New Growth Mindset Books

As we teach from a Growth Mindset perspective, our students benefit from great story book role models, who present a positive and authentic voice about learning from failure or taking risks.

These new picture e books may be found on Overdrive under Collections-> Growth Mindset. 

Hopefully they will inspire your students to think outside of the box, and have courage to try something different.

Brave Irene by William Steig

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Brave Irene is Irene Bobbin, the dressmaker’s daughter. Her mother, Mrs. Bobbin, isn’t feeling so well and can’t possibly deliver the beautiful ball gown she’s made for the duchess to wear that very evening. So plucky Irene volunteers to get the gown to the palace on time, in spite of the fierce snowstorm that’s brewing— quite an errand for a little girl.
But where there’s a will, there’s a way, as Irene proves in the danger-fraught adventure that follows. She must defy the wiles of the wicked wind, her most formidable opponent, and overcome many obstacles before she completes her mission. Surely, this winning heroine will inspire every child to cheer her on.
William Steig’s Brave Irene is a 1986 New York Times Book Review Best Illustrated Book of the Year.

Everyone Can Learn to Ride a Bicycle by Chris Raschka

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“[Raschka’s] marvelous sequences, fluid style, and emotional intelligence capture all of the momentum and exhilaration of this glorious accomplishment,” raves School Library Journal in a starred review.
Learning to ride a bike is one of the most important milestones of childhood, and no one captures the emotional ups and downs of the experience better than Chris Raschka, who won the 2012 Caldecott Medal for A Ball for Daisy. In this simple yet emotionally rich “guide,” a father takes his daughter through all the steps in the process—from choosing the perfect bicycle to that triumphant first successful ride. Using very few words and lots of expressive pictures, here is a picture book that not only shows kids how to learn to ride, but captures what it feels like to fall . . . get up . . . fall again . . . and finally “by luck, grace, and determination” ride a bicycle!
This Read & Listen edition contains audio narration.

Thanks for the Feedback I Think! By Julia Cook

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It doesn’t matter is RJ hears compliments or constructive feedback, he is never sure how to respond. With guidance from his family, RJ learns why feedback, even when it’s difficult to accept, is information he can use to become a better person.

After the Fall (How Humpty Dumpty Got Back up Again) by Dan Santat

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From the New York Times–bestselling creator of The Adventures of Beekle: The Unimaginary Friend comes the inspiring epilogue to the beloved classic nursery rhyme Humpty Dumpty. Everyone knows that when Humpty Dumpty sat on a wall, Humpty Dumpty had a great fall. But what happened after?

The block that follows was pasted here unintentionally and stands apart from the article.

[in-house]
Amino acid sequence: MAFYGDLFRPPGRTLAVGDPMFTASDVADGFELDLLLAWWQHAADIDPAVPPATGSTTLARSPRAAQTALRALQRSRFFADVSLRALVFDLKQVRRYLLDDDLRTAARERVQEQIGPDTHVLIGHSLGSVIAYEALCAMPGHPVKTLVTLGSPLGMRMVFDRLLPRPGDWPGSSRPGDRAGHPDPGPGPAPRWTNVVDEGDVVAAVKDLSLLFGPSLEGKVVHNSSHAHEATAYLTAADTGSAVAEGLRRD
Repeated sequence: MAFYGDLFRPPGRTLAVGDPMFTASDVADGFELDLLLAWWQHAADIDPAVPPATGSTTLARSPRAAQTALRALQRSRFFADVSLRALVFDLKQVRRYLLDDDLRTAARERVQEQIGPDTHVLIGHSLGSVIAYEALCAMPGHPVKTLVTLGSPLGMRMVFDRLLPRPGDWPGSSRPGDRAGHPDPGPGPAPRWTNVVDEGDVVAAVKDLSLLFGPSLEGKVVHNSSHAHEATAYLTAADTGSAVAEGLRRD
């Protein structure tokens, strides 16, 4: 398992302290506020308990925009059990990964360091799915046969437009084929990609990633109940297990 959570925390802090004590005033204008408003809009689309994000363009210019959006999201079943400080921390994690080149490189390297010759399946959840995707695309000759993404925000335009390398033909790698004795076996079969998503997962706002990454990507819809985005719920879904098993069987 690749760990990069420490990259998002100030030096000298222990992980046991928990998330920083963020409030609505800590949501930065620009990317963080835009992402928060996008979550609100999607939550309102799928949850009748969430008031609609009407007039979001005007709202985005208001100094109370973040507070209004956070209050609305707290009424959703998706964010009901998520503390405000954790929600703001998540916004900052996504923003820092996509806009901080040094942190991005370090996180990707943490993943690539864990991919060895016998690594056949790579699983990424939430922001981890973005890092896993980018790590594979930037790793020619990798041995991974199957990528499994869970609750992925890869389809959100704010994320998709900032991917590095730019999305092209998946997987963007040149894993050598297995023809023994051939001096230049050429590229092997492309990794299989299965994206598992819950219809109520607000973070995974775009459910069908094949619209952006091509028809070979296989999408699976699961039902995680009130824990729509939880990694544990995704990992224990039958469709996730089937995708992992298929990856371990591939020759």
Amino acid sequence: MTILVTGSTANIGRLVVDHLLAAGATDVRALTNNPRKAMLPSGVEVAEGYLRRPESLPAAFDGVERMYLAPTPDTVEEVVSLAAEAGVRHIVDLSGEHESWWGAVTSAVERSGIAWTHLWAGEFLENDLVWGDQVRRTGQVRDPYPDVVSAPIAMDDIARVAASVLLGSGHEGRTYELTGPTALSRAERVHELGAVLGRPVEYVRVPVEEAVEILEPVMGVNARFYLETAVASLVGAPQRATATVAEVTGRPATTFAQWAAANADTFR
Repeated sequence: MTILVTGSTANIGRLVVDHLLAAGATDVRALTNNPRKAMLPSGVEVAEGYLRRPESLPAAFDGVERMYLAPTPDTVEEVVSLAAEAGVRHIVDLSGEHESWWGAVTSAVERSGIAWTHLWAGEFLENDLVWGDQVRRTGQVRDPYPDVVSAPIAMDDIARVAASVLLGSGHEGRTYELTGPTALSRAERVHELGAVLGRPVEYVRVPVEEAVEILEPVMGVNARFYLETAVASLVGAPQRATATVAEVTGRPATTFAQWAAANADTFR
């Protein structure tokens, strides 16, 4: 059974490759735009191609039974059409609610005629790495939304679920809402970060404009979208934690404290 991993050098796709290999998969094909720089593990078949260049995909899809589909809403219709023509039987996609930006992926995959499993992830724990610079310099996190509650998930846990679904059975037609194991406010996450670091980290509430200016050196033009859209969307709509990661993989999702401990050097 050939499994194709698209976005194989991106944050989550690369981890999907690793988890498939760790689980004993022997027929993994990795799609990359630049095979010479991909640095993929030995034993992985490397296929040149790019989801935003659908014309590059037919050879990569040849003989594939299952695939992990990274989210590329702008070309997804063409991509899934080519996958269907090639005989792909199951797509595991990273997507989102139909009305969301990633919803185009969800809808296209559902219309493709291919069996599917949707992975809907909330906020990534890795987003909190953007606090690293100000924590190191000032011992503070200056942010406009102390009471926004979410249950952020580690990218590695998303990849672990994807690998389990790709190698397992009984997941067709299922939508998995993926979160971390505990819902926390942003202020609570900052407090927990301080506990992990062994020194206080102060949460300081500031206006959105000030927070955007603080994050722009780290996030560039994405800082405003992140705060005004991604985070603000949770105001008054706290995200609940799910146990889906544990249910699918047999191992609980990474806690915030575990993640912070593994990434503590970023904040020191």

Caldecott Medalist Dan Santat’s poignant tale follows Humpty Dumpty, an avid bird watcher whose favourite place to be is high up on the city wall—that is, until after his famous fall. Now terrified of heights, Humpty can longer do many of the things he loves most.

Will he summon the courage to face his fear?

After the Fall (How Humpty Dumpty Got Back Up Again) is a masterful picture book that will remind readers of all ages that Life begins when you get back up.

Dare the Wind;  The Record-Breaking Voyage of Eleanor Prentiss and the Flying Cloud) by Tracey Fern

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Ellen Prentiss’s papa said she was born with saltwater in her veins, so he gave her sailing lessons and taught her how to navigate. As soon as she met a man who loved sailing like she did, she married him. When her husband was given command of a clipper ship custom-made to travel quickly, she knew that they would need every bit of its speed for their maiden voyage: out of New York City, down around the tip of Cape Horn, and into San Francisco, where the Gold Rush was well under way. In a time when few women even accompanied their husbands onboard, Ellen Prentiss navigated their ship to set the world record for speed along that route.

I am not Little Red Riding Hood.  By Alessandro Lecis

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A little girl enters the snowy forest wearing a vibrant red scarf and holding a basket in hand. But don’t be fooled—this is not a story about Little Red Riding Hood! The little girl soon meets, not an incredulous wolf, but rather a courteous, white bear. When asked what is in the basket she replies, “Nothing. I’m collecting snow, soft snow.” The bear then leads her to the very best snow, which can only be found where the moon sleeps.
Once they arrive, the little girl and bear dance among the snowflakes. He informs her that she can’t keep the snow; it will inevitably melt. Regardless, the girl fills her basket with snow and the bear brings her home. After parting ways, she realizes the bear was right—the snow has disappeared, just as the bear has. With endearing characters and a simple, poetic style, Alessandro Lecis and Linda Wolfsgruber have successfully created a mystical tale about enjoying the here and now and the magic of the winter season.

 

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